Lagerback plots Swedish path
The routine of a national coach may lack the staccato rhythms of club management but there is no danger of any dull moments in this FIFA World Cup year.
In the case of Sweden coach Lars Lagerback, 2006 began with a tour of the Middle East where his squad of Scandinavian-based players drew matches against Saudi Arabia and Jordan . Next up is the 1 March friendly against the Republic of Ireland, his first opportunity to get his full squad together and discuss their plans and objectives for Germany.
Lagerback claims to have settled on "at least 15 or 16" of his final 23-man FIFA World Cup squad but, as he tells FIFAworldcup.com, there remains much work to do before the Swedes depart for their base in Bremen at the beginning of June.
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FIFAworldcup.com: What were the benefits of your trip to the Middle East last month?
Lars Lagerback: It was more for the long term as we only used players from the Nordic countries. It was mainly about giving the younger players experience but of course we had a handful of players who will probably participate in the World Cup and it was a good opportunity to check on them.
Four players made their debuts on the tour - John Alvbage, Matias Concha, Andreas Granqvist and Karl Svensson. Do some of the younger players have a chance of going to Germany?
I think so. It's possible that one or two of the younger players can make it.
How close are you to deciding on your final squad?
Of course there are some things to decide but you can say that if I picked the squad today at least 15 or 16 players would be sure to be in it. Probably a little bit more, but there are some places open, of course.
Since the draw was made for the FIFA World Cup, how have you begun finding out about your opponents?
First of all we have one person that follows each team. They will watch their friendly games and videos of their qualifying matches. We have Benny Lennartsson working on Trinidad and Tobago, Thomas Lyth on England and Goran Goransson on Paraguay. We've started out that way and (assistant coach) Roland Andersson and I are working together with the three of them. We're playing matches at the same time they play so it is hard for me to see them live myself.
You already knew plenty about England but how familiar were you with the other two teams in Group B?
If I look at the Trinidad and Tobago squad then some of the names are familiar as they are playing in Britain but I know very little about them and I only know a bit about Paraguay. We had a friendly against Paraguay before the World Cup in 2002 (which the South Americans won 2-1) and that was the last time I saw a whole match involving them.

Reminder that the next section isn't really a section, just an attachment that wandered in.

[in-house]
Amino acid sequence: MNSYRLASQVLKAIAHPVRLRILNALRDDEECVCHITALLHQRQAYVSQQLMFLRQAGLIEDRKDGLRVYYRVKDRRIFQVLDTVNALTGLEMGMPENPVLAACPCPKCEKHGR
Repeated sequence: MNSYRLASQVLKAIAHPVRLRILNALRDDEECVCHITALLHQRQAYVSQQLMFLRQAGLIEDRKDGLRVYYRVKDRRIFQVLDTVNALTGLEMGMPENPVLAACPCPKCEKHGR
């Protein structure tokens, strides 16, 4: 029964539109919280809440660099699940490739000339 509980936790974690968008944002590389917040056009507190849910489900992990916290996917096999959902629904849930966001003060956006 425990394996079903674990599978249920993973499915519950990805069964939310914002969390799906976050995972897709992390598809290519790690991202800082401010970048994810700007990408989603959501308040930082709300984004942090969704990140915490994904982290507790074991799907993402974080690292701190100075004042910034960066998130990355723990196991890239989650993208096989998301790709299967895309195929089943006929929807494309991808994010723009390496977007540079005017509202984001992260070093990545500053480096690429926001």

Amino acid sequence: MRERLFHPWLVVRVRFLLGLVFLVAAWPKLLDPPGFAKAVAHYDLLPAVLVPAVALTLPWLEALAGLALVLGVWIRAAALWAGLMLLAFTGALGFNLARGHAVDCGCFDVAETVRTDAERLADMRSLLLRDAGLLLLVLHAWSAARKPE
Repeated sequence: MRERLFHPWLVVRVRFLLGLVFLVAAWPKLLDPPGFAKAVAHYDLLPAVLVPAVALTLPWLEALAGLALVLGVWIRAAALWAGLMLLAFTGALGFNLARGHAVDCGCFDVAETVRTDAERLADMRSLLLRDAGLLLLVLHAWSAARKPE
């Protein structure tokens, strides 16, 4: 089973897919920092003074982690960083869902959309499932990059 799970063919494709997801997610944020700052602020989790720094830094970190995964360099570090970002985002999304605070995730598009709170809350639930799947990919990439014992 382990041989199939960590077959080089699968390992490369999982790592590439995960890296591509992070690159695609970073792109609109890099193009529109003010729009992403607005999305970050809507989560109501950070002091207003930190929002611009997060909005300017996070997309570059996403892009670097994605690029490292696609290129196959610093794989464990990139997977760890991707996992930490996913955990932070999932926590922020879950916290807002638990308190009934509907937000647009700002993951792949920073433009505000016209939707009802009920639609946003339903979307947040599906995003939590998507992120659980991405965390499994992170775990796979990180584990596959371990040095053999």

Before the FIFA World Cup, you're playing friendlies against the Republic of Ireland, Finland and Chile. How important is it to find the right opponents for these matches?
We had already decided on the 1 March friendly against the Republic of Ireland. The main thing for us was the quality of the opposition. We chose Chile due to Paraguay as there are probably some similarities.
What are you hoping to get out of the friendly against the Irish?
One important objective is to get the squad together. It's almost as important as to play the match. We want to sit down and discuss our plans for the World Cup so they can have their say. From a football point of view it is important for us to get practice and have a good test against a good opponent as we have so few opportunities to play (before the World Cup).
Do you manage to keep in regular contact with the players between friendlies?
We try to keep a watch on the players as well as we can. We have about 35-40 players that we look to follow as closely as possible. They are playing in 11-12 countries so you have to prioritise. We try to keep in contact with them all but often it's on the telephone.
Apart from the football side, how difficult is it planning for a FIFA World Cup in terms of finding the right hotels, training facilities and so on?
I don't think it is so difficult. A big advantage now is our organisation as we've been to a number of finals now and we have good staff around us. I travelled to Germany last May with our team secretary (Mats Engqivst) and saw 13 places and then we made a preliminary booking in Bremen in June. We will stay there for the first round.
What do you enjoy most about the challenge of preparing for a big tournament like this?
The football part is the main thing. Trying to get to know the opposition as well as you can and prepare your own team the best way you can. Going to a World Cup is a lot of logistics and planning, it's a challenge in many ways but a privilege to be able to participate.
Have you set yourself any targets for Germany?
Of course we have talked about it but before we make anything official we would like to chat with the players. It's good to have the players and the staff involved in setting out the goals that we have for the World Cup. If we have a very good day we know we have the possibility to beat any team. Of course we are positive but the margins are so narrow.
Finally, would you say the current Sweden team are stronger than the team you took to the Far East four years ago?
It depends on what part of the game we are talking about. What we have developed is the offensive part of our game. We have better skills and speed in the team than we used to, but at the same time I would say we're not as strong defensively. That's football it's how you find a balance.